along the shore of Kabetogama Lake
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Gunsight Butte, a landmark on Lake Powell
Between the deep blue of the sky and the turquoise water sits Gunsight Butte, a landmark on Lake Powell. (NPS Photo)

man attempting to catch snowflakes with mouth
A volunteer takes a minute to catch some rare snowflakes. (NPS Photo)

waterhole formation
Waterhole formations like this one can be found all around Cookie Jar Butte on Lake Powell. (NPS Photo) homepage photo: Hanging gardens grace some of the 100 side canyons of Glen Canyon National Recreation Area. (NPS Photo)

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Glen Canyon National Recreation Area
Arizona & Utah

It happens every year. The kids go back to school, the visitors taper off, and we are left with one of our park's best kept secrets: September, October, and November are the best times to visit Glen Canyon National Recreation Area.

Don’t get me wrong. Glen Canyon is one of the prime destinations in the country for summertime fun. From houseboating to hiking, and everything in between, there's something for every kind of visitor. There is just something about the nip in the air, the glassy stillness of Lake Powell, and the gentle shift in the attitudes of the locals from frenzy to calm, that makes autumn a magical time.

I know, because I experienced one of the three perfect magical moments in my life on Lake Powell in autumn. It was my first season at Glen Canyon National Recreation Area, in late September. All summer I had put off and put off learning how to drive a boat because other rangers would give me rides. As the other rangers left for the winter, though, it became pretty clear that I should get my boating test, and soon. After that, I would be able to rove the lake on my own, visiting campers on the shores of Lake Powell.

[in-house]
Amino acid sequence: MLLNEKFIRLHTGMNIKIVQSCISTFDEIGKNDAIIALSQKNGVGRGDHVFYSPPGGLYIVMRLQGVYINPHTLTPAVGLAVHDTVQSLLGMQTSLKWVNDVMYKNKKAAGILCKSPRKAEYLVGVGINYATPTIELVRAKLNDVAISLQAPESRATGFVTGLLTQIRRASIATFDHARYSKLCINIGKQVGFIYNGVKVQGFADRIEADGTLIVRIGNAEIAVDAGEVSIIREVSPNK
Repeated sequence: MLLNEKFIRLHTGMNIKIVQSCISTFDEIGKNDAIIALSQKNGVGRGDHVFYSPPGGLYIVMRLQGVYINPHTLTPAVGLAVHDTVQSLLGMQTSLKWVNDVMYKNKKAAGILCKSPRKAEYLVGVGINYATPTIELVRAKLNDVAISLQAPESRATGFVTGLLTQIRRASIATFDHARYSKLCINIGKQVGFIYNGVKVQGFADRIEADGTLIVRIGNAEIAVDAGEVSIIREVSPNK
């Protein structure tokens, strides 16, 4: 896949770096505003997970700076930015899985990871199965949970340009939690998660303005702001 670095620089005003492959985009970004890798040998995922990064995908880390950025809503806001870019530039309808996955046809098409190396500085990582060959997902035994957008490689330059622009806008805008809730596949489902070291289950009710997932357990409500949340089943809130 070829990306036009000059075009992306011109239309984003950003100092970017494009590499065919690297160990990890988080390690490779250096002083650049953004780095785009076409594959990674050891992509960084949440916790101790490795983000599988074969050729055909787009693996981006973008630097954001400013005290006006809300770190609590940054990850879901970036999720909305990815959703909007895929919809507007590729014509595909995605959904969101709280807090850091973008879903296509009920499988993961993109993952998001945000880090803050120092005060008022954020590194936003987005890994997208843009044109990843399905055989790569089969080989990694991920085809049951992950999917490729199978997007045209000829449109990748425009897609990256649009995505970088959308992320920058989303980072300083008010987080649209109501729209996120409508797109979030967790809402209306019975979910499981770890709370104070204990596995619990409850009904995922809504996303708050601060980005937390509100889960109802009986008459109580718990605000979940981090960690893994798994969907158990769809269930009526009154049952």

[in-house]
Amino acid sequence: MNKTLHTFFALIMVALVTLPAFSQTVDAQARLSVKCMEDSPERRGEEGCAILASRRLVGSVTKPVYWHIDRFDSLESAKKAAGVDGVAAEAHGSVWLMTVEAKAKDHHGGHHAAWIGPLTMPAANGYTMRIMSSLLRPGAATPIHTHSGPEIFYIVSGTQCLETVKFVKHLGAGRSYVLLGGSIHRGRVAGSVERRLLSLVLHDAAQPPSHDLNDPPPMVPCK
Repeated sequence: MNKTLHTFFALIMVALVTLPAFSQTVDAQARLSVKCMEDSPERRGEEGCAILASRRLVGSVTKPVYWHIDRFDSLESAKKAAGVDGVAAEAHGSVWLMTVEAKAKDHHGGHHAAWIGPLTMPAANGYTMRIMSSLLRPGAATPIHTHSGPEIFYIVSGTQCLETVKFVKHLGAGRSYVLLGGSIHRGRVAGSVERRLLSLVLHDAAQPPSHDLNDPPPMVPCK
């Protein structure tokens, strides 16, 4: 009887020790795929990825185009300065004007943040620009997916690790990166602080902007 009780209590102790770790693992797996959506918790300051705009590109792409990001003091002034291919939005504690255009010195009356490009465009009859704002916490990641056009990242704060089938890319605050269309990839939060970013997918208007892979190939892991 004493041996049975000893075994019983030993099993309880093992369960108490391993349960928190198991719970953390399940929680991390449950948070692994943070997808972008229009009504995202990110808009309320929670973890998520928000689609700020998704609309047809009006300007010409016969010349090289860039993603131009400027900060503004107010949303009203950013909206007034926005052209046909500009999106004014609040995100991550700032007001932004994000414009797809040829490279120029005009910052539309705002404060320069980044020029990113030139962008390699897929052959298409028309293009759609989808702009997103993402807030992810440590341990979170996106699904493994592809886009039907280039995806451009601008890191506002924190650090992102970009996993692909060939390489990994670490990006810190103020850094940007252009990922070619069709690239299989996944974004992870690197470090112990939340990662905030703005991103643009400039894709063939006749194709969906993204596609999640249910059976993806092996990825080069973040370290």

One day, I took a lunch break and motored into a small side canyon. I was immediately in another world. The white canyon walls reflected the water shadows for dozens of feet above my head. The sun shone in as a ribbon of light, warm to the touch. Outside of the light the air was cool and still. So was the water. I was far enough in the side canyon that the light and shading of the canyon made the water look a deep green. At first, the boat lapped against the canyon walls, but it eventually calmed and sat, perfectly still, suspended in water and air. I looked over the edge of the boat and a dozen sunfish looked back up at me. I moved forward and they disappeared, each with a tiny splash. Carefully, I stepped to the other side of the boat, looking for the sparkling fish. But they felt the vibrations of my shoes and slipped away every time I got near. In those moments of stillness and excitement, time could have stopped. It might have. It was a perfect magical moment.

Every visitor to Glen Canyon deserves a perfect magical moment. And if you can get away in fall or winter, come see if you can make yourself some magic. The still water, breathtaking natural features, and blue skies hold enough enchantment for everyone. You don't even have to go all the way out on the lake to find something wonderful. Take a tour of the Glen Canyon Dam at the Carl Hayden Visitor Center. Come to the historic district at Lees Ferry and hike up the Spencer trail, or relax at the Lonely Dell Ranch. If you find yourself in the upper portion of Glen Canyon National Recreation Area, take a scenic drive up the Burr Trail.

What’s going on right now? Check our event calendar and our Facebook page.

By Betsy Scroggs, Interpretive Specialist, Glen Canyon National Recreation Area

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